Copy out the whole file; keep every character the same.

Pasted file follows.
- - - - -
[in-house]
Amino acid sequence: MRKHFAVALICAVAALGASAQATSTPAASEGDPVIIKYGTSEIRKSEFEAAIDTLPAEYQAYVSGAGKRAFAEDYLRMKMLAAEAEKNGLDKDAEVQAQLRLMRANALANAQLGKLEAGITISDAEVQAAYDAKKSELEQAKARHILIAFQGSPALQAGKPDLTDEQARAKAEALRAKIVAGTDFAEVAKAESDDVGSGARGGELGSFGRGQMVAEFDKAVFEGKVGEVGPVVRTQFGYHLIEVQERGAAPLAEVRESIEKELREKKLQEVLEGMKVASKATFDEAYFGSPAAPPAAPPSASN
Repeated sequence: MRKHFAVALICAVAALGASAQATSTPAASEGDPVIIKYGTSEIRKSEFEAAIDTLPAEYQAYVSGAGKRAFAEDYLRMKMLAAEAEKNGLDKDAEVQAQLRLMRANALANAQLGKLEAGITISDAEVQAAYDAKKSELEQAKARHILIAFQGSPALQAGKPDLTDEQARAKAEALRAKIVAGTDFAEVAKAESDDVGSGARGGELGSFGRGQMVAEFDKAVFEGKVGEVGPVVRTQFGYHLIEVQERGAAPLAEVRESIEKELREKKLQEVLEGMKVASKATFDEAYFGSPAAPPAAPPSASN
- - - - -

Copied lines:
[in-house]
Amino acid sequence: MRKHFAVALICAVAALGASAQATSTPAASEGDPVIIKYGTSEIRKSEFEAAIDTLPAEYQAYVSGAGKRAFAEDYLRMKMLAAEAEKNGLDKDAEVQAQLRLMRANALANAQLGKLEAGITISDAEVQAAYDAKKSELEQAKARHILIAFQGSPALQAGKPDLTDEQARAKAEALRAKIVAGTDFAEVAKAESDDVGSGARGGELGSFGRGQMVAEFDKAVFEGKVGEVGPVVRTQFGYHLIEVQERGAAPLAEVRESIEKELREKKLQEVLEGMKVASKATFDEAYFGSPAAPPAAPPSASN
Repeated sequence: MRKHFAVALICAVAALGASAQATSTPAASEGDPVIIKYGTSEIRKSEFEAAIDTLPAEYQAYVSGAGKRAFAEDYLRMKMLAAEAEKNGLDKDAEVQAQLRLMRANALANAQLGKLEAGITISDAEVQAAYDAKKSELEQAKARHILIAFQGSPALQAGKPDLTDEQARAKAEALRAKIVAGTDFAEVAKAESDDVGSGARGGELGSFGRGQMVAEFDKAVFEGKVGEVGPVVRTQFGYHLIEVQERGAAPLAEVRESIEKELREKKLQEVLEGMKVASKATFDEAYFGSPAAPPAAPPSASN